James Bond 007 Everything or Nothing - PS2 - Review
Bond. James Bond. These simple words epitomize the ultimate cool guy, the dapper and dangerous agent who has basically single-handedly convinced the world that not only does England have the best spies, but they always get the girl, too. Recent Bond movies have all followed a predictable formula of opening with a spectacular stunt sequence before the sexy title sequence. Everything or Nothing captures this formula in a bottle and carries out that theme of cinematic play throughout the game.
Ever since GoldenEye, Bond games have always focused strongly on the shooting aspects of being a secret agent, but we all know that there is so much more to 007 than firepower. Continuing the trend of the last few Bond games, Everything or Nothing works hard to include multiple styles of gameplay that incorporate more aspects of the Bond character, including his vehicles and the Q branch gadgets.
EA Games has chosen to move away from the first person perspective used by the last few Bond games and moved to a slick 3rd person perspective, aka Splinter Cell or MGS. This really helps add to the sense that you are participating in a movie and gives EA a chance to showcase Pierce Brosnan, whose face and voice grace his namesake character. The 3rd person point of view also allows Bond to use more hand to hand combat moves and stealthy movement to sneak through a level rather than simply blasting your way through waves of enemies. Many other stars reprise their roles in this Bond episode as well, including Judi Dench as the indomitable "M" and John Cleese as the wizard of the gadgetry, "Q". Shannon Elizabeth, Mya, and several other beautiful ladies fill out the string of Bond girls that add charm and pizzazz to the action flick.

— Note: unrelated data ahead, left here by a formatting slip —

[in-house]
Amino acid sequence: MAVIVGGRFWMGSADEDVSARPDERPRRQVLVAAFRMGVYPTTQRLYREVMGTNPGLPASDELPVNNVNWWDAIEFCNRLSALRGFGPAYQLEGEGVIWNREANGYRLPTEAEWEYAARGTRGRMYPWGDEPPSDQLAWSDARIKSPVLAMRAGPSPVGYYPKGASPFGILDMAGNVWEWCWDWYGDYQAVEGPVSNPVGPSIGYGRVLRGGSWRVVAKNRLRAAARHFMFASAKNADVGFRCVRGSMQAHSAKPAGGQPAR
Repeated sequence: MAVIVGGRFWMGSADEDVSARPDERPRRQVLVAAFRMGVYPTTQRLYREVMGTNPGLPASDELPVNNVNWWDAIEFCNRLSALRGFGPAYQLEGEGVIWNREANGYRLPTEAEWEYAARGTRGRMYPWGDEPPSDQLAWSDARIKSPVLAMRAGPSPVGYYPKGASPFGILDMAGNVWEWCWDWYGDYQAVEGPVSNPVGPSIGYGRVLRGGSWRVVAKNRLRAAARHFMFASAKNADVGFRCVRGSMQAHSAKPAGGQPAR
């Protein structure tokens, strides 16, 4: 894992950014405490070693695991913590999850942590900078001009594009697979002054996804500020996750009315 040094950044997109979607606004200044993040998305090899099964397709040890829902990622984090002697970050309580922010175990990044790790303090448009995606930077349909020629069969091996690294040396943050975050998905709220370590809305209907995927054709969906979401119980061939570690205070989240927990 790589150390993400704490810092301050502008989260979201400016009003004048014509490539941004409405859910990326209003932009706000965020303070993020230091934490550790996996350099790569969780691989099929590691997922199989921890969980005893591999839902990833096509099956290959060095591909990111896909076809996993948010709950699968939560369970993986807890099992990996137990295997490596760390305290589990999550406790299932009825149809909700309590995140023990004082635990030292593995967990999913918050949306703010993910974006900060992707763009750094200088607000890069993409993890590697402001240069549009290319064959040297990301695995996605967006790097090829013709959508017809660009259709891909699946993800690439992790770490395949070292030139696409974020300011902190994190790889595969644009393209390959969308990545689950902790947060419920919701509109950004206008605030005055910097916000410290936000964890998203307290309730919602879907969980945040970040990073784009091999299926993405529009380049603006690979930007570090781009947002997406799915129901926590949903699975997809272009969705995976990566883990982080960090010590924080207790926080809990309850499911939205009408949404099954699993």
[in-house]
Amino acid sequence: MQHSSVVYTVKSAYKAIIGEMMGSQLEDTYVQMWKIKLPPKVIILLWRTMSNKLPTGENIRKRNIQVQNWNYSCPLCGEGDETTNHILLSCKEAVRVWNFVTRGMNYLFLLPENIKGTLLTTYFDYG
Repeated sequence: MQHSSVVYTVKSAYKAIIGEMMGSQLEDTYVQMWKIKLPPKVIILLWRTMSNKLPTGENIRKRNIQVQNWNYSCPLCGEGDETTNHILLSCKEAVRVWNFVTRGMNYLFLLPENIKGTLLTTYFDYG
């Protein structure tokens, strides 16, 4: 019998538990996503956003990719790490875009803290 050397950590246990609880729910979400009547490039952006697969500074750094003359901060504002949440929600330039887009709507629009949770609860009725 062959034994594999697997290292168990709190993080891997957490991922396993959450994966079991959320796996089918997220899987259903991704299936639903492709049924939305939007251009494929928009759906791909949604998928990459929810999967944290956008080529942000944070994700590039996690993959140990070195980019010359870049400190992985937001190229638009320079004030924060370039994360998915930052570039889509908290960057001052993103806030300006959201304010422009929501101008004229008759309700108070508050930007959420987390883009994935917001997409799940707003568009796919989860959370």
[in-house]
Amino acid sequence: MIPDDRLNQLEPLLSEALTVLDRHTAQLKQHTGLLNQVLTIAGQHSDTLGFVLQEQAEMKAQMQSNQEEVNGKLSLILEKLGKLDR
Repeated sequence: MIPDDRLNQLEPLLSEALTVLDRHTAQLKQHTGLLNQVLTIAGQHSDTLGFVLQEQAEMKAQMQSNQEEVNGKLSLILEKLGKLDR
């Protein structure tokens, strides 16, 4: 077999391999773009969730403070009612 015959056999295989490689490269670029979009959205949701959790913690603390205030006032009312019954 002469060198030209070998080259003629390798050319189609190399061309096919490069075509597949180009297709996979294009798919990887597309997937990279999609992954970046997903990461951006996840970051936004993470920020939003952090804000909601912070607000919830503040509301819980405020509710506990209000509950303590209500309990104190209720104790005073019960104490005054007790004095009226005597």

During the primary action levels, the targeting system used is basically a variation of hide and shoot, with Bond crouching behind cover and then popping out briefly to take his shot. As long as the game will target the right enemy, it is no problem, but when it occasionally will not target the closest enemy, you can end up taking damage unnecessarily. I really liked the fine-tuning possible once an enemy is targeted, because you can adjust your aim with the right stick to hit a specific spot, such as a head or exposed leg. This makes even the relatively light-powered pistol a useful weapon, because one shot between the eyes will drop nearly every enemy.
The addition of the rappel to Bond's kit bag really changes the dynamic of the game. Now, you must always be on the lookout for areas that you can climb up to, thereby gaining a new weapon or a tactical advantage. It is nice that much of the drudgery of accessing your gadgetry is removed from the game so that you can concentrate on your tactics. In order to rappel down from any ledge or roof, you simply have to leap off. Bond will automatically pull out the rappel gun and brake his descent. EA has taken a page from Splinter Cell in the eyewear department as well, as Bond now apparently has bionic thermographic vision that he can access whenever he needs it. This comes in handy during those nasty firefights in the dark sewers and dangerous alleyways.
A unique aspect of the James Bond character is that he always seems to know exactly what to do to get out of any situation. EA has thoughtfully provided the game player with a way to address this natural shortcoming in our training, since we don't have years to get 00 certified. Whenever you enter the device/weapon selection mode, you enter a "Bond Sense" mode where points of interest in the immediate area are highlighted by red circles. You can zoom in on each one in turn and get a summary about the object or enemy, including if they are looking for you or not. This helps deal with the stealth aspects of the game, where it is important to know whether that guard heard you and is now attacking, or is still on patrol, unaware of your presence.